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"What television does is rent us friends and relatives who are quite satisfactory. This is quite something, to rent artificial friends and relatives right inside the house."
- Kurt Vonnegut, Jr.

Asterite  
  A person who was born and lived amongst the asteroids.  

As far as I know, the first use of this interesting term in an sf story.

She was a native asterite, accustomed to the annihilating threat of contraterrene matter.
Technovelgy from Collision Orbit, by Jack Williamson.
Published by Astounding in 1942
Additional resources -

Here are a couple of additional quotes:

...the quiet little asterite had a stubborn independence... he was waiting for better times to come - living aboard the little space tug to save the cost of lodgings.

...

All the phenomena of space were real and immediate, to the native asterite, as they had never been to his Earth-born forbears. Even a terraformed planetoid, such as Obania, had no safe hundreds of kilometers of insulating atmosphere, but only a thin gaseous envelope. Meteors falling here were something more than mysterious streaks of distant fire; here they were grim dice of life and death.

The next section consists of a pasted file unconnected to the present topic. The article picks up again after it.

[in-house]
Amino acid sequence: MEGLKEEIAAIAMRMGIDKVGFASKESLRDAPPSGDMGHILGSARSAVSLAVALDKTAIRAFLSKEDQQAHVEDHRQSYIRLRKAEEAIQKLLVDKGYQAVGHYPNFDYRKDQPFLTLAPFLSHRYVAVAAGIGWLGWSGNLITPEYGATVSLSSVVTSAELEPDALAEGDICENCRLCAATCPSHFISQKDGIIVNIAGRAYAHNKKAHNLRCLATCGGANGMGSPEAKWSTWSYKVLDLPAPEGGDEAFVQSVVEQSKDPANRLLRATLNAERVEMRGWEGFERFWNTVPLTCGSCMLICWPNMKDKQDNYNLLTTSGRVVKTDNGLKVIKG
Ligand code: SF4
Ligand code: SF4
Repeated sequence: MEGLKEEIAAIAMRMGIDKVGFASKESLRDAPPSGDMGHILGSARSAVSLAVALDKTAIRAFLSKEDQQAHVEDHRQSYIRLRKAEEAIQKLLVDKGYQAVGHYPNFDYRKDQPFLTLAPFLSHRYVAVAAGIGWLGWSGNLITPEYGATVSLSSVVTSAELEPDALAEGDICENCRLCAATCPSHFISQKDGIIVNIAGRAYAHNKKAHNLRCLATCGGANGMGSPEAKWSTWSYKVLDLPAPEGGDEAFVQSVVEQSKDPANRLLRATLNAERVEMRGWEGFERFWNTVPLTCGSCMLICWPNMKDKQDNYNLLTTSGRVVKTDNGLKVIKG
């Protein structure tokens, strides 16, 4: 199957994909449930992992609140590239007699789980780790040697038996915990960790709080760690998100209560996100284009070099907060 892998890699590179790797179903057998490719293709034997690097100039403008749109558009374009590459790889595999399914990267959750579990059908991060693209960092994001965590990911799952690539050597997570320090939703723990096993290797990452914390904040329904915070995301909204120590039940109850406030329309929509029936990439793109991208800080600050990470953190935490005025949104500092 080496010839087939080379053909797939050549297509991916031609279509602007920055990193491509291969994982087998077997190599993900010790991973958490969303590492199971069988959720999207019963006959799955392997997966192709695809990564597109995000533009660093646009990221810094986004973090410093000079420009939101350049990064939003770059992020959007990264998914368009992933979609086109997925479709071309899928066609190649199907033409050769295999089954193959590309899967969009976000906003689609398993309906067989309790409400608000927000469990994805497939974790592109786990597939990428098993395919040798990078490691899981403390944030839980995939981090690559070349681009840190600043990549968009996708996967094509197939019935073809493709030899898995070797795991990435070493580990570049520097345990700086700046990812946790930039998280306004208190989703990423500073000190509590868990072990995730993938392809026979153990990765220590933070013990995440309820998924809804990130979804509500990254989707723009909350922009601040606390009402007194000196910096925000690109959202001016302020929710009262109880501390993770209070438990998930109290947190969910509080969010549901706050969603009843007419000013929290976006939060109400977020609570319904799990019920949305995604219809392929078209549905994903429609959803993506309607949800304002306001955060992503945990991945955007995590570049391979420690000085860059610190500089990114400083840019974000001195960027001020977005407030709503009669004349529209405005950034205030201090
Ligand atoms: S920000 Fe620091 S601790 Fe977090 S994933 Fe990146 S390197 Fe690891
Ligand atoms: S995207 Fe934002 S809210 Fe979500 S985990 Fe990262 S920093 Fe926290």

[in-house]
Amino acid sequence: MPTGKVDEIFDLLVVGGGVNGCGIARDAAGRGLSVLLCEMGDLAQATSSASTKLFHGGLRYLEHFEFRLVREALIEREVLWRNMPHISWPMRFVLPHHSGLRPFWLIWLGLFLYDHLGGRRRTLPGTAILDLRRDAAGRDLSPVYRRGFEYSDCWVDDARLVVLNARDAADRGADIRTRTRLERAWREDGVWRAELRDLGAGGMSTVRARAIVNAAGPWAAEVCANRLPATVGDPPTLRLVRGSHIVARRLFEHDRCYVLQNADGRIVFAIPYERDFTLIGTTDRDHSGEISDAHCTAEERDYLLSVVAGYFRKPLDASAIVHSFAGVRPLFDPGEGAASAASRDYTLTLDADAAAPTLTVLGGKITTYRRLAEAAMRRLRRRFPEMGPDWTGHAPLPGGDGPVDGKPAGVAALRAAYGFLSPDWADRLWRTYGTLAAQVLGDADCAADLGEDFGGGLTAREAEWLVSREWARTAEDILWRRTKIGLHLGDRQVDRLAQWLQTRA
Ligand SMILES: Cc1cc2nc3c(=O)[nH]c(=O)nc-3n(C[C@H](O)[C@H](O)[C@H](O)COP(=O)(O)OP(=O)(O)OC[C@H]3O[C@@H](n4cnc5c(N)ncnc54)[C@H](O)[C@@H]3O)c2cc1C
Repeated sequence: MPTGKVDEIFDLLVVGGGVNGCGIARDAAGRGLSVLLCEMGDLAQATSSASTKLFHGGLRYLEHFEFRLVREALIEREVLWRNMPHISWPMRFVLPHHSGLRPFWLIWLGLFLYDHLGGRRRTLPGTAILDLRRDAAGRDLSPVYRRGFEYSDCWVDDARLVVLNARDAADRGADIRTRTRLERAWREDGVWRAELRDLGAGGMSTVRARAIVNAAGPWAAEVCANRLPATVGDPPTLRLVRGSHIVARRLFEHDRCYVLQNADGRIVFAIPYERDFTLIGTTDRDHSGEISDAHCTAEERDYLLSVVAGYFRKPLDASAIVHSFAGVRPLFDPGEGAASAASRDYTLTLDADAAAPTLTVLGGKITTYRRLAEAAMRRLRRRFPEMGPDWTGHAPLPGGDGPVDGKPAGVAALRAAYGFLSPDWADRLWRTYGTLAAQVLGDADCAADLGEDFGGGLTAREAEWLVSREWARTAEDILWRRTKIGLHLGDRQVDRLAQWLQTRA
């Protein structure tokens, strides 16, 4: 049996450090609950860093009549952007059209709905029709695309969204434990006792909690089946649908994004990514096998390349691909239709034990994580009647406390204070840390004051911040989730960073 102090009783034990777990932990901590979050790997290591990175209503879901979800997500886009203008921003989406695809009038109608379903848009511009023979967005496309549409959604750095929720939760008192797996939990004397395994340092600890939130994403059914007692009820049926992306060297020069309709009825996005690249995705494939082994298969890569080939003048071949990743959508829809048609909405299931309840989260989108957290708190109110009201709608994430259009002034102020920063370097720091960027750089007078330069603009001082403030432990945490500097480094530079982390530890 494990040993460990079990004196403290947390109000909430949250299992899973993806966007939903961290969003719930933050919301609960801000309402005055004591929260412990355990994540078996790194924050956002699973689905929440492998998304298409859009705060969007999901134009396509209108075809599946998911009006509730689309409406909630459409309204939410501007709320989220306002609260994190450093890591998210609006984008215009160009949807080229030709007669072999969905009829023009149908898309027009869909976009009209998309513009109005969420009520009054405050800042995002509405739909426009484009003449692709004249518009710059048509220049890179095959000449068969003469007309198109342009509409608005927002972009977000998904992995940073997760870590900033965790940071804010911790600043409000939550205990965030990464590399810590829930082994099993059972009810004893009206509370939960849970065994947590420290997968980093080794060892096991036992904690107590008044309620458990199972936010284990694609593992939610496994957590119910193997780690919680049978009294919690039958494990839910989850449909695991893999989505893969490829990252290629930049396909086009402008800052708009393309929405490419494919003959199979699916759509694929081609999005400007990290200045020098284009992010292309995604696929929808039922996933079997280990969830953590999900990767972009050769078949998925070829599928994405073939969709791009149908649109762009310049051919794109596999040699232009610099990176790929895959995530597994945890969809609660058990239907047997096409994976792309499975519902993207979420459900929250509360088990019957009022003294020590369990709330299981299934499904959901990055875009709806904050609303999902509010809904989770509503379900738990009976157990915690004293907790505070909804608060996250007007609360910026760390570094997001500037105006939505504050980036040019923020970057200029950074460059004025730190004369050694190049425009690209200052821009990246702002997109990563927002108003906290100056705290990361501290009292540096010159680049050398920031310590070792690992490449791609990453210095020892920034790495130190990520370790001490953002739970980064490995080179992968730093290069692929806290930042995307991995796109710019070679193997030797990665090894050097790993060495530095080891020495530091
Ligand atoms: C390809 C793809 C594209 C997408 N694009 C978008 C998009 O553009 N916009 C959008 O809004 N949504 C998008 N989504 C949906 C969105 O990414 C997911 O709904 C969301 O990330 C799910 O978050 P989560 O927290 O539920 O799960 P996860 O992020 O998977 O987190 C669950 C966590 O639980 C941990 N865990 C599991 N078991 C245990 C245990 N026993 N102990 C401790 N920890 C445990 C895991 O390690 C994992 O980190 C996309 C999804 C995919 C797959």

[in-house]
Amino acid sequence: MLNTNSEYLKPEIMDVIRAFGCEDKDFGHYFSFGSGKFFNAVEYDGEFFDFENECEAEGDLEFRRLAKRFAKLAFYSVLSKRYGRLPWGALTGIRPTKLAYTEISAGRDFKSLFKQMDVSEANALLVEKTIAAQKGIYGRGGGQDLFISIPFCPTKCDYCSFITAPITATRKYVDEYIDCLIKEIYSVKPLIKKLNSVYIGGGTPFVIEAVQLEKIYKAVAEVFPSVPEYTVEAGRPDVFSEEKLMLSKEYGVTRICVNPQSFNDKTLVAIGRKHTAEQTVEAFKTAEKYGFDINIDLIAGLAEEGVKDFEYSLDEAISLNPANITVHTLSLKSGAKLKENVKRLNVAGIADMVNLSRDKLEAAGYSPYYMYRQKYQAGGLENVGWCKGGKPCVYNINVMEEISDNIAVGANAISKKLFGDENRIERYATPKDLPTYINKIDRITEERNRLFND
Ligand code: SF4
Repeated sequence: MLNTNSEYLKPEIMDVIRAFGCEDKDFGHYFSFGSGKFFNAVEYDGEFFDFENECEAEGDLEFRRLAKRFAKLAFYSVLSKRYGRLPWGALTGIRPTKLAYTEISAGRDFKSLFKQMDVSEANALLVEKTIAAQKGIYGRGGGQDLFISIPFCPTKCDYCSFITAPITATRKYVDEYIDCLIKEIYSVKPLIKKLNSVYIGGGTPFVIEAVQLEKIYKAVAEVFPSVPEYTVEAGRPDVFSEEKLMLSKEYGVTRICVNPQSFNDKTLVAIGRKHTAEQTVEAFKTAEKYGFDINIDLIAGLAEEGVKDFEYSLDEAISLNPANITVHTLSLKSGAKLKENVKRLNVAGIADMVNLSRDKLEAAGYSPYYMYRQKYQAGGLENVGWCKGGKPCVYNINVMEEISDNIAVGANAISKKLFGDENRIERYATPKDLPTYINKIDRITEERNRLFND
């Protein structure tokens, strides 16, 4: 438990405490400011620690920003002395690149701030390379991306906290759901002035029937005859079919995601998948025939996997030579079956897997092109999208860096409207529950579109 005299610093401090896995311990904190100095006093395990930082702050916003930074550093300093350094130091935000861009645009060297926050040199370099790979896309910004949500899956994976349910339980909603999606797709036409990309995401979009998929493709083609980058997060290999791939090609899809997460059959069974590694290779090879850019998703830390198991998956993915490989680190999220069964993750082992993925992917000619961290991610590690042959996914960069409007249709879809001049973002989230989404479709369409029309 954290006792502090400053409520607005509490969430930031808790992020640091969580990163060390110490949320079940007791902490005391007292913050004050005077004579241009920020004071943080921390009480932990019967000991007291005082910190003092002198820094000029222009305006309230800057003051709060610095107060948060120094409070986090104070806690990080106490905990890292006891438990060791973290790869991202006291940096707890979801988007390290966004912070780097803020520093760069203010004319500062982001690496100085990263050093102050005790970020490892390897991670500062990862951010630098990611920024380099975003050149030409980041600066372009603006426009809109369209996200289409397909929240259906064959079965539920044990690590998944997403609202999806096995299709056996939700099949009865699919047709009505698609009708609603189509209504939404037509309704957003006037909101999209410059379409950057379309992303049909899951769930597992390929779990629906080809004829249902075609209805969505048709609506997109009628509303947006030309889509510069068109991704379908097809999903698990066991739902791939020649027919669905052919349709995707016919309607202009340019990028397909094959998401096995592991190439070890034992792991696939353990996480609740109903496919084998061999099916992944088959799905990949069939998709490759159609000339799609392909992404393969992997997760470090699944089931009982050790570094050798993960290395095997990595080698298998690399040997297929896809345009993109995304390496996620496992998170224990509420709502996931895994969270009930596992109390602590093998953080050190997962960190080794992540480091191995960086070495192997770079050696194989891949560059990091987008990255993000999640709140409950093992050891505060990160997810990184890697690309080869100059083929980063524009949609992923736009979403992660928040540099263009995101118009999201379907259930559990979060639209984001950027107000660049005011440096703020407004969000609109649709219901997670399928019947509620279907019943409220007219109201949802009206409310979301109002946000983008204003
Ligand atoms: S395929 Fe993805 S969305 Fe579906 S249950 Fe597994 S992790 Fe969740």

An earlier use of this word occurs in the Buck Rogers comic strips from 1929-1931:


(Buck Rogers asterites)

In a more jocular vein, fun-loving native Asterites are described in Juke Box Asteroid, a 1944 story by Joseph Farrell:

Burgess watched helplessly as the Venusians marched into his ship. He glowered at the guns held by their captors, and at the happy Asterites, who were leaping happily about the surface of the tiny planet, evidently overjoyed to be back in their natural habitat.

They were puffy, boneless creatures, all muscles and powerful tendons that were designed to make mighty leaps to escape the gravity of a small asteroid. None were ever found on the larger bodies of the belt; they were space-going nomads who moved constantly from one planetoid to another.

The word "asterite" was also used in the 19th century (and possibly earlier) referring to a kind of opal that presented a star-like reflection.

Compare to belter from The Warriors (1966) by Larry Niven.

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Additional resources:
  More Ideas and Technology from Collision Orbit
  More Ideas and Technology by Jack Williamson
  Tech news articles related to Collision Orbit
  Tech news articles related to works by Jack Williamson

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